Archive for the ‘chefs’ Tag

A Life in the Kitchen   Leave a comment


I enjoy reading books about chefs probably because I like food. I’ve never been to Eric Ripert’s Le Bernadin, a three star Michelin rated New York City restaurant, but I have heard of him.

His memoir, 32 Yolks, recounts his childhood in southern France, his first encounters with fine dining and his journey to becoming a renowned chef. Unfortunately, the account lacks personality. It’s bland, More flavoring is needed in the form of humor and descriptions of food lack vibrancy.

As a child, and later young adult, Ripert was happiest when cooking was part of the scene, whether it was in his mother’s, grandmothers’ or a friend’s kitchen. His parents divorced when he was six and his father died soon afterward. In an effort to alleviate her son’s sadness, Ripert’s mother took him to a dinner at an exclusive restaurant. This led to a long-standing friendship with the chef/owner.

Ripert attended culinary school, which he explained, didn’t fully prepare him for what actually takes place in a restaurant kitchen. He had to learn that the hard way.

The title comes from one of his first kitchen duties: to break 32 eggs for a hollandaise sauce. An undertone of self-deprecation comes through in Ripert’s first professional kitchen experiences, yet it rings false. Hard knocks are a way of life, but his memories of working on the line are soft.

Still, learning about how people get to where they are today is of interest.

32 Yolks: From My Mother’s Table to Working the Line

Three Bookmarks

Random House, 2016

247 pages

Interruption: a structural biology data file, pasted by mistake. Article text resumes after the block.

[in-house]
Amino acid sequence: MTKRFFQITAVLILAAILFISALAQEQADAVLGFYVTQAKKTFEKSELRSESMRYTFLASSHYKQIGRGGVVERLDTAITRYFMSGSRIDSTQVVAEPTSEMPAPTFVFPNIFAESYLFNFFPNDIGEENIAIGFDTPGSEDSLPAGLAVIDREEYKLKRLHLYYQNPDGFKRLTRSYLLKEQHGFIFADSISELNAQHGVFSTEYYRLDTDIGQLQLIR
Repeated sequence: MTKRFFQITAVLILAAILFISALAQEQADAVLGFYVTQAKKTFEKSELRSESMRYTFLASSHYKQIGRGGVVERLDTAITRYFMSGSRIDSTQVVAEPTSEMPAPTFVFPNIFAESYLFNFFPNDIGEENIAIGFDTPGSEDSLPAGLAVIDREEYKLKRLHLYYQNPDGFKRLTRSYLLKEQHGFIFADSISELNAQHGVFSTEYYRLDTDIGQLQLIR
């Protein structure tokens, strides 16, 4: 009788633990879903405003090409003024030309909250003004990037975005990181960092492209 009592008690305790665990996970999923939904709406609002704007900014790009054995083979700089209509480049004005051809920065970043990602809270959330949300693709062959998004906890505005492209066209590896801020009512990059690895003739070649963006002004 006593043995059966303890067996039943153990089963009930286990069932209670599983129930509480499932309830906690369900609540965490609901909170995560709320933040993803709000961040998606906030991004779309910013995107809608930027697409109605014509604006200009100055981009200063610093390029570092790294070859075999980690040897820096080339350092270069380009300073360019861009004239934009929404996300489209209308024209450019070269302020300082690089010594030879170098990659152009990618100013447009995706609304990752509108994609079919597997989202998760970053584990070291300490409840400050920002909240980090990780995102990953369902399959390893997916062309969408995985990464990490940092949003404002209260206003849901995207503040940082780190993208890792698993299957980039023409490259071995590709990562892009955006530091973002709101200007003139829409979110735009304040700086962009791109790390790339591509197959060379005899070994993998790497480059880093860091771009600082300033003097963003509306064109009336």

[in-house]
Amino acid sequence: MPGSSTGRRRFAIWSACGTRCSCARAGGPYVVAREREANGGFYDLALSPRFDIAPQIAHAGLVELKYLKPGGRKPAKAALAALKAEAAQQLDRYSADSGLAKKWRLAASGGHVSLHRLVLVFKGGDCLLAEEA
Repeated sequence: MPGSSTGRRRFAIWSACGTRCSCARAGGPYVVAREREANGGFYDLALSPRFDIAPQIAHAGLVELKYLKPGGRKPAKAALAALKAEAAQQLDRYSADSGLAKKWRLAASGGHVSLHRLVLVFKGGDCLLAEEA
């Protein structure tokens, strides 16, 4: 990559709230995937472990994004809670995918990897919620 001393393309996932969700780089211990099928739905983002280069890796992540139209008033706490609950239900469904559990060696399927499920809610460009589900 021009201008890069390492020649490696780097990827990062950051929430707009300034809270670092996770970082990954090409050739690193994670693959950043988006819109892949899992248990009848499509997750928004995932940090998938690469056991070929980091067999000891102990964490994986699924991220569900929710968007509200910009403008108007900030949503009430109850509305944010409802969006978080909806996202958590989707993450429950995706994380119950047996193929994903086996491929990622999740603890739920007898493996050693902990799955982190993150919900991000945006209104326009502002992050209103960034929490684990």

“Notes From a Young Black Chef”   1 comment

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Kwame Onwuachi’s Notes From a Young Black Chef is considered a memoir (it says so right on the cover), but more accurately it could be seen as an engaging treatise on what it means to be a black man in America.  

The narrative begins just before his Washington, D.C., restaurant is set to launch. Onwuachi is catering an event commemorating the opening of the National Museum of African American History and Culture. It’s a long way from his roots in the Bronx.

The descriptive writing reveals Onwwauchi ‘s tenacious and, often, reckless personality. He didn’t always envision himself as a chef, although cooking was an important part of his life. Thanks largely to his mother who, for many years, ran a catering business from her home kitchen. While many of her dishes reflected a Southern influence, once he began working in kitchens Onwauchi knew he wanted a different focus. He wanted to be associated with upscale, fine dining.

Although he loved the traditional meals from his youth, he wanted to elevate them as a means of moving past stereotypes.